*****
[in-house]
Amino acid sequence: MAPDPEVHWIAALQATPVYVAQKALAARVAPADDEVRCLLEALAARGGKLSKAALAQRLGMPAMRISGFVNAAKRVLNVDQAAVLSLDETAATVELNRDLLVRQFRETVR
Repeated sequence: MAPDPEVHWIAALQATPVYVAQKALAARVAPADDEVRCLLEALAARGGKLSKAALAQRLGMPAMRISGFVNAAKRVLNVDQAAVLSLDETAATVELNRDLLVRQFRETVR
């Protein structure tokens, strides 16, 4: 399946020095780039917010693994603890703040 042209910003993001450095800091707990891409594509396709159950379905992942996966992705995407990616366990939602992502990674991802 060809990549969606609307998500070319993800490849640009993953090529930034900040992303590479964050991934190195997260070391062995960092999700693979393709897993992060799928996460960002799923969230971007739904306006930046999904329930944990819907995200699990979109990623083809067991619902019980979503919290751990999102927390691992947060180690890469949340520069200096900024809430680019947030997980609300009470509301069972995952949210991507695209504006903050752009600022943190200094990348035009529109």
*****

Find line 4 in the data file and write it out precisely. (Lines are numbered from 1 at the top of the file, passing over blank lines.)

């Protein structure tokens, strides 16, 4: 399946020095780039917010693994603890703040 042209910003993001450095800091707990891409594509396709159950379905992942996966992705995407990616366990939602992502990674991802 060809990549969606609307998500070319993800490849640009993953090529930034900040992303590479964050991934190195997260070391062995960092999700693979393709897993992060799928996460960002799923969230971007739904306006930046999904329930944990819907995200699990979109990623083809067991619902019980979503919290751990999102927390691992947060180690890469949340520069200096900024809430680019947030997980609300009470509301069972995952949210991507695209504006903050752009600022943190200094990348035009529109």